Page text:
Návrat idiota (The Return of the Idiot) (1999), directed by Saša Gedeon
Saša Gedeon´s subtle, sensitive, multilayered, mature film examines the relationship between generally accepted selfishness and the “otherness” represented by František, a young man returning to “normal” life after years spent in a psychiatric hospital. After several years of treatment, the psychiatric hospital has now released František into normal society, for the first time as an adult. As his doctor tells him and as František repeats several times in the film, “it would be absurd to go on trying to avoid life”. But what is Life?
Gedeon examines this by analysing the culture of young people, especially using the example of two sisters from one family and two brothers from another family. Immediately after entering life in a “normal” society the “idiot” František (as he is characterised by Emil, one of the young men František encounters) comes into conflict with cynical dishonesty, selfishness and mendaciousness.
On the train en route to the town where a distant relative of František lives, František (Pavel Liška) meets Anča (Anna Geislerová), who has almost missed the train, as she was, amorously, saying goodbye to young man Robert (Jiří Macháček). It turns out that Robert is married to someone else. When he arrives at the town where his aunt lives, František becomes an accidental witness to the fact that Robert´s brother Emil (Jiří Langmajer) who goes out with Anča, has spent the night with Anča´s younger sister Olga. The cold opportunism that people show in their relations with each other is underlined by the wintery, snowy landscape – it is ironic that at Christmas time, people should be friendly, humane, nice. But not even the frequently played Christmas carols manage to create such an atmosphere.
The cynically secretive amorous adventures and the selfish hypocrisy in the behaviour of the younger generation create a merry-go-round of lies, misunderstandings and faux pas, which the outsider František – seeing everything for the first time – tries to excuse and neutralise. František is innocent and decent – and very bright. He notices subtle things. He never does anything underhand. When he witnesses anyone´s particularly tragic moral failure, he starts bleeding from his nose.
It is paradoxical that František acts in a way which should be regarded as normal: he is tactful. He goes out of his way not to hurt people. He pleads with Olga not to tell her older sister that she has slept with Anča´s lover, because “that would hurt her terribly”. He is, however, probably wrong in this old-fashioned approach. Olga does not have any qualms and tells her sister everything. After an erotic adventure with Emil´s brother Robert Anna´s relationship with Emil is breaking up anyway. On New Year´s Eve, Anna tells Emil that she has decided to leave him. In response to this, Emil beats up František because he thinks that it was he who had told Anna about his erotic encounter with Olga.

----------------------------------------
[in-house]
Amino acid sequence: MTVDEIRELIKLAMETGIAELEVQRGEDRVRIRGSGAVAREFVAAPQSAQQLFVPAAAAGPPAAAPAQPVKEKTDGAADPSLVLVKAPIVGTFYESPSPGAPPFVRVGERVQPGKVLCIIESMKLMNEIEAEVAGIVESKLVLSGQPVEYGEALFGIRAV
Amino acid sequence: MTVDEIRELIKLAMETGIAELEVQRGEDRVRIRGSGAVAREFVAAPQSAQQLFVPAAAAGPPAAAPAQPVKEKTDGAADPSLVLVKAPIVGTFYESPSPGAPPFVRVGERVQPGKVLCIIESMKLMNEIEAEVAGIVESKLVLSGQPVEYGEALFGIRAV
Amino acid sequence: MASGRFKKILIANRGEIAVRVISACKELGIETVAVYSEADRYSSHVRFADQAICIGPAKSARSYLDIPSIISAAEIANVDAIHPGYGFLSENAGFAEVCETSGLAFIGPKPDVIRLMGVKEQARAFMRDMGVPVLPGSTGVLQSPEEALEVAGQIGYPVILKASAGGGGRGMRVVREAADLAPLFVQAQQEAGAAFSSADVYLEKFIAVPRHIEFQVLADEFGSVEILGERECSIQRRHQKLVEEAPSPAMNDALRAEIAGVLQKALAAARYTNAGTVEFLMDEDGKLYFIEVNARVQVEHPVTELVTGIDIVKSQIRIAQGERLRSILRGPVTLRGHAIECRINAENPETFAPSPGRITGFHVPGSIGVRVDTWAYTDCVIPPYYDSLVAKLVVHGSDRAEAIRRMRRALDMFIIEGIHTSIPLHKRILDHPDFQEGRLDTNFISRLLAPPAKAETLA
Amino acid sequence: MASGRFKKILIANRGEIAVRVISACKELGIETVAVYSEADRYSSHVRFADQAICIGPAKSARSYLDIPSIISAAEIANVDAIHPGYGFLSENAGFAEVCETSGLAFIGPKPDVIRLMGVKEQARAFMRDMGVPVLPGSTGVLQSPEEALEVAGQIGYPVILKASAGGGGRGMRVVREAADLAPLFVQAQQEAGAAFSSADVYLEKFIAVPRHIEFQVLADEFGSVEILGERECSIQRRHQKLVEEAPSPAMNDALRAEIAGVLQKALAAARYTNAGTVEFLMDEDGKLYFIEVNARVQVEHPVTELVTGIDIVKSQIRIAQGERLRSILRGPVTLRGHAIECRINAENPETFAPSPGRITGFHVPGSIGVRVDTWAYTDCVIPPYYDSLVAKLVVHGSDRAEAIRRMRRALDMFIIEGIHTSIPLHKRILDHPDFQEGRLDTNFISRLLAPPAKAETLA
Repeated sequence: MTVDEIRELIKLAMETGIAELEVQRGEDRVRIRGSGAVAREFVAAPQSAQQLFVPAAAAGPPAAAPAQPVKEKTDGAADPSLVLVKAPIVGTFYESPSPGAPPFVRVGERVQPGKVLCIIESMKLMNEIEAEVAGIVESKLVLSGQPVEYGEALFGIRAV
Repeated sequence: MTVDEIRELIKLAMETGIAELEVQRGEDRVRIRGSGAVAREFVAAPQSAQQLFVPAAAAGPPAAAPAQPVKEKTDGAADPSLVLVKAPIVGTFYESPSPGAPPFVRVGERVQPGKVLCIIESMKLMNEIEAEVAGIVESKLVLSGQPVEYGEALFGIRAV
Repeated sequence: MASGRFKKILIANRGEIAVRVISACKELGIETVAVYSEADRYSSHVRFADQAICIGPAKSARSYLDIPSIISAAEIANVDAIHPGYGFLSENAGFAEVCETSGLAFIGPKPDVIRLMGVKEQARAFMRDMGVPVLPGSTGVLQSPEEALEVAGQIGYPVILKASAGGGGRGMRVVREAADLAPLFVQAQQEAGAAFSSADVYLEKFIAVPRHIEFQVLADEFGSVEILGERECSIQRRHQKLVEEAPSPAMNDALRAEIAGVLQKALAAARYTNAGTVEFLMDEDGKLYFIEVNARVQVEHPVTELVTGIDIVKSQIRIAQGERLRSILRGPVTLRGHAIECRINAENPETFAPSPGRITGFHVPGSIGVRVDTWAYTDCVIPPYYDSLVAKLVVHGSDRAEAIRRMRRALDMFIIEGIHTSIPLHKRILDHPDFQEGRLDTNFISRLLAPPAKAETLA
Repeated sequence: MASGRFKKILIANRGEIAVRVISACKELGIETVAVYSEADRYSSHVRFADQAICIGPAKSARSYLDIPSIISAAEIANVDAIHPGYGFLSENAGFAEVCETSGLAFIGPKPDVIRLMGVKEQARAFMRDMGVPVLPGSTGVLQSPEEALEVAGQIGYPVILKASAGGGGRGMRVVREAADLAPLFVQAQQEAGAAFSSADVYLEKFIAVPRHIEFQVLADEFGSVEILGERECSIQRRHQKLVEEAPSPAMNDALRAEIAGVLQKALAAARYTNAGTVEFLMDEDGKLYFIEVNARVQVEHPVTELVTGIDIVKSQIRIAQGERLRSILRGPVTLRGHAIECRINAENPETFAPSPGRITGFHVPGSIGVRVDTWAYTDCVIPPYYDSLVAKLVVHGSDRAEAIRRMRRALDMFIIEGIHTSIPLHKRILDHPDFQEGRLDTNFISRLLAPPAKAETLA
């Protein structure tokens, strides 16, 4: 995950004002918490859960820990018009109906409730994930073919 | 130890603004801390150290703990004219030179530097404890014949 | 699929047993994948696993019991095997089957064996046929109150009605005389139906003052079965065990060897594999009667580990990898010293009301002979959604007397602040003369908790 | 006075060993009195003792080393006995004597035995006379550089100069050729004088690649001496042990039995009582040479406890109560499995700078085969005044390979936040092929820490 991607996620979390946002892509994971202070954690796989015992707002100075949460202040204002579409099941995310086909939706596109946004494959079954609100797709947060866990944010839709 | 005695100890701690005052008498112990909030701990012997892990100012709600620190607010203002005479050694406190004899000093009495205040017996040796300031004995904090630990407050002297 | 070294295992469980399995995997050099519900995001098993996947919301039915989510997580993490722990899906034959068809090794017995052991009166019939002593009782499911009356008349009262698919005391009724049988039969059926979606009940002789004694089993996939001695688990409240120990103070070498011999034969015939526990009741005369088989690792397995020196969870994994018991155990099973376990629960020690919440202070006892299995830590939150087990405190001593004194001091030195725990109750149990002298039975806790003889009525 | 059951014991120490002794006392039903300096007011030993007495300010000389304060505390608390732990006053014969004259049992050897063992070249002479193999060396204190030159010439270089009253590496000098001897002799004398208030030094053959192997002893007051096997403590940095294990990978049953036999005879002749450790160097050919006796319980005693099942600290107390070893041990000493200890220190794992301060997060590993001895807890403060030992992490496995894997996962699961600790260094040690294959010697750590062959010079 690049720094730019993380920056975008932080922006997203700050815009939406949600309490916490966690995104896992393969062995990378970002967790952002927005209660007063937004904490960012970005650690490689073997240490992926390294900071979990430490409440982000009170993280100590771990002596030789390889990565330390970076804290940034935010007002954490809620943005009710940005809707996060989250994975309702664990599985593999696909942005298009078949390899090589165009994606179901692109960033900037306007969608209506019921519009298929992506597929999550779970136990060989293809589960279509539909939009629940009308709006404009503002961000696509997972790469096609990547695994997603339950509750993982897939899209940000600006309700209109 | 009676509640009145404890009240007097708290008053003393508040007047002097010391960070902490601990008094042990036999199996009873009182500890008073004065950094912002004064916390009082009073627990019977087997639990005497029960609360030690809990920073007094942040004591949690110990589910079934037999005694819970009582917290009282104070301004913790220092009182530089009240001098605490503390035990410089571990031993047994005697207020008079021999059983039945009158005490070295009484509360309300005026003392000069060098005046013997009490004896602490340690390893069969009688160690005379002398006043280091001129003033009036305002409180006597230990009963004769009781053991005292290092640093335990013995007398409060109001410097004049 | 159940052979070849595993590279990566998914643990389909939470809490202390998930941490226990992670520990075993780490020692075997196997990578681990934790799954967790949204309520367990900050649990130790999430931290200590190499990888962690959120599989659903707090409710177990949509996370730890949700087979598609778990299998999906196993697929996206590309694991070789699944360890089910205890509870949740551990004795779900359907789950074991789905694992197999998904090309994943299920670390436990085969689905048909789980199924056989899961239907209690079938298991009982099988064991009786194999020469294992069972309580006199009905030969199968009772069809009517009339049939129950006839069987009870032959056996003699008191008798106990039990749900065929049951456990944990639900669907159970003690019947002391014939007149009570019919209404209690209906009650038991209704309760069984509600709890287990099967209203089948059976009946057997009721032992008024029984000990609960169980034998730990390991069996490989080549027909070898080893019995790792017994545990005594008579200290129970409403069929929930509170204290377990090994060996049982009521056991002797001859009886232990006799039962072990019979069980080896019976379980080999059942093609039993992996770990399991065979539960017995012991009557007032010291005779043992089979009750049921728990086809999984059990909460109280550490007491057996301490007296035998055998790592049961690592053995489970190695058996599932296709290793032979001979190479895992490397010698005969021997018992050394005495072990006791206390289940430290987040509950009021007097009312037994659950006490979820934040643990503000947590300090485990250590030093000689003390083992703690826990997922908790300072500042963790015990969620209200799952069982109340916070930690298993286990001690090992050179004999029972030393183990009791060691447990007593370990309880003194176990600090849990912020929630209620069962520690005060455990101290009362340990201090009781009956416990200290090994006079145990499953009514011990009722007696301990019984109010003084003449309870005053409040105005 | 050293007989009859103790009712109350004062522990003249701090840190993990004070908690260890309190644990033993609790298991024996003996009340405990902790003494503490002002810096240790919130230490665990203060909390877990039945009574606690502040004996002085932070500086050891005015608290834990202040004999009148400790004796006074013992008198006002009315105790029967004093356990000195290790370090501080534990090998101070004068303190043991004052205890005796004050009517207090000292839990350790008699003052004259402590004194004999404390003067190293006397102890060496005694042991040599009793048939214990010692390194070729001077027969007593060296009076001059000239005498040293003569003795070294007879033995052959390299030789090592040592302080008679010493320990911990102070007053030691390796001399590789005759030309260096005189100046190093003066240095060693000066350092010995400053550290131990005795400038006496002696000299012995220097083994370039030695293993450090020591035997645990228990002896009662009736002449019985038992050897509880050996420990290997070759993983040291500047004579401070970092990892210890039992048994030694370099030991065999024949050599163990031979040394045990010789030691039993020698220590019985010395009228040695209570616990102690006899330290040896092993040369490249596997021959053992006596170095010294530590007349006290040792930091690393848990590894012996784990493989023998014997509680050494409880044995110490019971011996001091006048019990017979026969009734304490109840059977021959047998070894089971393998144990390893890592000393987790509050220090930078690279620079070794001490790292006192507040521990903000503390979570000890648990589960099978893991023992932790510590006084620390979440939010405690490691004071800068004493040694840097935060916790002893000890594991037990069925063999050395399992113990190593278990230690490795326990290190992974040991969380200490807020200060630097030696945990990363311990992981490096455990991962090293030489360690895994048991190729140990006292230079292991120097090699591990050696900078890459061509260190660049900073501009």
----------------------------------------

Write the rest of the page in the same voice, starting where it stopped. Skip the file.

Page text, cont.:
It seems unlikely that either of the two brothers would ever free themselves from their narcissist cynicism. Maybe they are driven to behave like bastards, to take care of Number One, because otherwise they feel they would “miss something”. It is a free for all; you have to fight for your own interests. František, on the other hand, embodies selflessness, freedom of spirit, sincerity and decency.
Young women are more energetic, more full-blooded and sometimes more sensible than young men in Gedeon´s film. Even though there are exceptions to this rule: some episodic characters, girls at the local dancing classes do behave in a drunken, vulgar and aggressive way. They falsely accuse František that he had made “improper advances” to them and František is therefore excluded from the dance hall. At the end of the film they tell František that this is a practical joke they play on every newcomer – the conventional small town is thereby protecting itself from the “otherness” of the outside world. Robert and Emil are mere superficial ciphers. The only thing they are interested in is how to get a new girl into bed for a night. Robert wouldn´t mind if Anča continued to go out with Emil and also slept with him.
In the conflict between the amoral degeneration of small town culture and the value system of the innocent “saint” František, the sensitive and sincere “idiot” is victorious in the end: the film hints at the possibility of a happy end. First, though, it looks like failure – just as František arrived in the small town at the beginning of the film, he is about to leave it at its end. On New Year´s morning, František sits down in an unheated train and is ready to depart. But he has managed to pull one soul out from the all-encompassing cynicism – Olga comes to the station to look for him. František jumps out of the departing train and at the end of the film, the two young characters come together.
Gedeon´s film highlights the contrast between life without hypocrisy and selfishness on the one hand and the generally accepted merry-go-round of individualistic egoism. There is not a single word about politics. This is an analysis of interhuman relations which, in Gedeon´s view, are obviously the fundament of everything.